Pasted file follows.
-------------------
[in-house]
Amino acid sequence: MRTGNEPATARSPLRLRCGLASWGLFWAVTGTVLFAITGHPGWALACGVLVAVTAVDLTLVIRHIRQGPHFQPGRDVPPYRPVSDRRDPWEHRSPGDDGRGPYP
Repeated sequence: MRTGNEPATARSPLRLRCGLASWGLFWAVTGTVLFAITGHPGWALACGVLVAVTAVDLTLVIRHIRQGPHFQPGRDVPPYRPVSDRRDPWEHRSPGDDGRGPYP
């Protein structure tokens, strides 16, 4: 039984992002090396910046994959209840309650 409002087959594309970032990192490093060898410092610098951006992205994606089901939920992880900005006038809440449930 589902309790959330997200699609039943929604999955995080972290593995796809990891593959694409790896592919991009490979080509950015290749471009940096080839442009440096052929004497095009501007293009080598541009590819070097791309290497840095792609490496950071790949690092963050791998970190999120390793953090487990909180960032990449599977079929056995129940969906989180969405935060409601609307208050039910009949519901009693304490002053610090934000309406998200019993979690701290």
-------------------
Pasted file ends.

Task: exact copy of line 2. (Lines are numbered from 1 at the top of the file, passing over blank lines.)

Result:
Amino acid sequence: MRTGNEPATARSPLRLRCGLASWGLFWAVTGTVLFAITGHPGWALACGVLVAVTAVDLTLVIRHIRQGPHFQPGRDVPPYRPVSDRRDPWEHRSPGDDGRGPYP